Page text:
Thy way and thy doings have procured these things unto thee,
&c.] The way in which they walked, which was an evil one; and the actions which they committed; their idolatries, backslidings, and rebellions, before spoken of in this and the preceding chapter, were the cause of this siege, and those calamities coming upon them; they had none to blame but themselves; it was their own sinful ways and works which brought this ruin and destruction on them: this is thy wickedness;
the fruit of thy wickedness; or, "this thy calamity"; that is, is owing to these things; so the word is rendered in ( Psalms 141:5 ) : because it is bitter;
not sin, as in ( Jeremiah 2:19 ) , but the punishment of it; the calamity before mentioned; which was hard and heavy, and grievous to be borne, and yet very just; it was by way of retaliation; "they had bitterly provoked the Lord", as the word may be rendered in the preceding verse; and now he sends them a bitter calamity, and a heavy judgment: because it reacheth unto thine heart;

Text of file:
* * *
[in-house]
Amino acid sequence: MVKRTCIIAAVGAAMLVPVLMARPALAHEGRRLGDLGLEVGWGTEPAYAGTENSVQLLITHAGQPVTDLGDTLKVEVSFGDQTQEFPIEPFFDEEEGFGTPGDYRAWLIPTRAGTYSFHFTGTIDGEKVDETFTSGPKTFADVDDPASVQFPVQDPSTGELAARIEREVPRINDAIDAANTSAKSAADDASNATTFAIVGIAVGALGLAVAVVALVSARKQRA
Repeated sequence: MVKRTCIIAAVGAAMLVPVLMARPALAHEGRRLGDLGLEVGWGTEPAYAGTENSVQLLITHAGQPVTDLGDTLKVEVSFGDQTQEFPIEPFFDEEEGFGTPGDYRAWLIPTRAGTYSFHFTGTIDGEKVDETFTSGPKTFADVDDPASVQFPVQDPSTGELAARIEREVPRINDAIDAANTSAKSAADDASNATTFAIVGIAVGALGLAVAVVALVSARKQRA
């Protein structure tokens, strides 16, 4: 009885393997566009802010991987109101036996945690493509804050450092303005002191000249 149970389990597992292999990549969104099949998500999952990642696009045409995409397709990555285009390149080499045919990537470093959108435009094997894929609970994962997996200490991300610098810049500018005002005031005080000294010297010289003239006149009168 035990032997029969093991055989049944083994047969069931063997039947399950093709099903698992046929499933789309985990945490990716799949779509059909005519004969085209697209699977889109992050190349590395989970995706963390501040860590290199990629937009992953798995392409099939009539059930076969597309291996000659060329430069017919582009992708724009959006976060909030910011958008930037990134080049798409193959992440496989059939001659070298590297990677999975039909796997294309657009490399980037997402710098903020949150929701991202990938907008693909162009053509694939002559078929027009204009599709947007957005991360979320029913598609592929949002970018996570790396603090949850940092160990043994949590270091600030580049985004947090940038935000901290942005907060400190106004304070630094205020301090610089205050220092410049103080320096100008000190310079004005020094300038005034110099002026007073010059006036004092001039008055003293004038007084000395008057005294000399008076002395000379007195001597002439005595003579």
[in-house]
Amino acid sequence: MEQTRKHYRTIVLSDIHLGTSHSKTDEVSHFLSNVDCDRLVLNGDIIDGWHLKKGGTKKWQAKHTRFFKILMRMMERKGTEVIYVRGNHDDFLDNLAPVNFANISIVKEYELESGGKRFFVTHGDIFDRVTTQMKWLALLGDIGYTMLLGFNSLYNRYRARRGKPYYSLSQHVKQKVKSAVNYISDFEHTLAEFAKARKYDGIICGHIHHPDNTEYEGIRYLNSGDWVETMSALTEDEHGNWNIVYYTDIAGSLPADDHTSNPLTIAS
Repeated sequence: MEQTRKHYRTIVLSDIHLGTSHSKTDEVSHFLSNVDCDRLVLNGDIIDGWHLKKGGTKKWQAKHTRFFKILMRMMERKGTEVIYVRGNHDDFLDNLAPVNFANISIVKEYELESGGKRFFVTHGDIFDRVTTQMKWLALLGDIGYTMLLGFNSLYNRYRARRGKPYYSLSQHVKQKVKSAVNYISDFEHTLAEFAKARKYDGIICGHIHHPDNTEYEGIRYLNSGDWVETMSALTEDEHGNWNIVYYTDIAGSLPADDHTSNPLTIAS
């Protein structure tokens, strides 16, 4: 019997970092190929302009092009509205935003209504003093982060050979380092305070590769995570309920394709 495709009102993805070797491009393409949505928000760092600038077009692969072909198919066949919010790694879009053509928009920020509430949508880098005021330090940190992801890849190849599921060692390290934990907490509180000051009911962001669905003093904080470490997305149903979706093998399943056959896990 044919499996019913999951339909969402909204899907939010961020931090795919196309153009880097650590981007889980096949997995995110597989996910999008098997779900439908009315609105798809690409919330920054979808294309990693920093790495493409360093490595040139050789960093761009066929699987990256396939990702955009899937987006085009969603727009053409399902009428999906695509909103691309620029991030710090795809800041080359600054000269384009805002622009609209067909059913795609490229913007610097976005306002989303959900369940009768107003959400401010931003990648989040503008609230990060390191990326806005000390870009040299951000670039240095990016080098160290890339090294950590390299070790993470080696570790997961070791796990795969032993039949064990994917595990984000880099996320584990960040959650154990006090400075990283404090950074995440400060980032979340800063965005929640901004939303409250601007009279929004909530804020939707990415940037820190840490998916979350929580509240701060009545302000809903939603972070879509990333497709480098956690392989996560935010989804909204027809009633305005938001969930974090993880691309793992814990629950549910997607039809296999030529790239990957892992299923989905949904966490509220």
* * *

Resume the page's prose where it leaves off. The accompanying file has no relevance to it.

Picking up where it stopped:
into the midst of them, and utterly destroyed them. The two last clauses may be rendered, "though it is bitter, though it reacheth unto thine heart" F4; though it is such a sore distress, and such an utter destruction, yet it was to be ascribed to nothing else but their own sins and transgressions.
F4 (egn yk rm yk) "quamvis amarum sit, quamvis pertigerit", Calvin.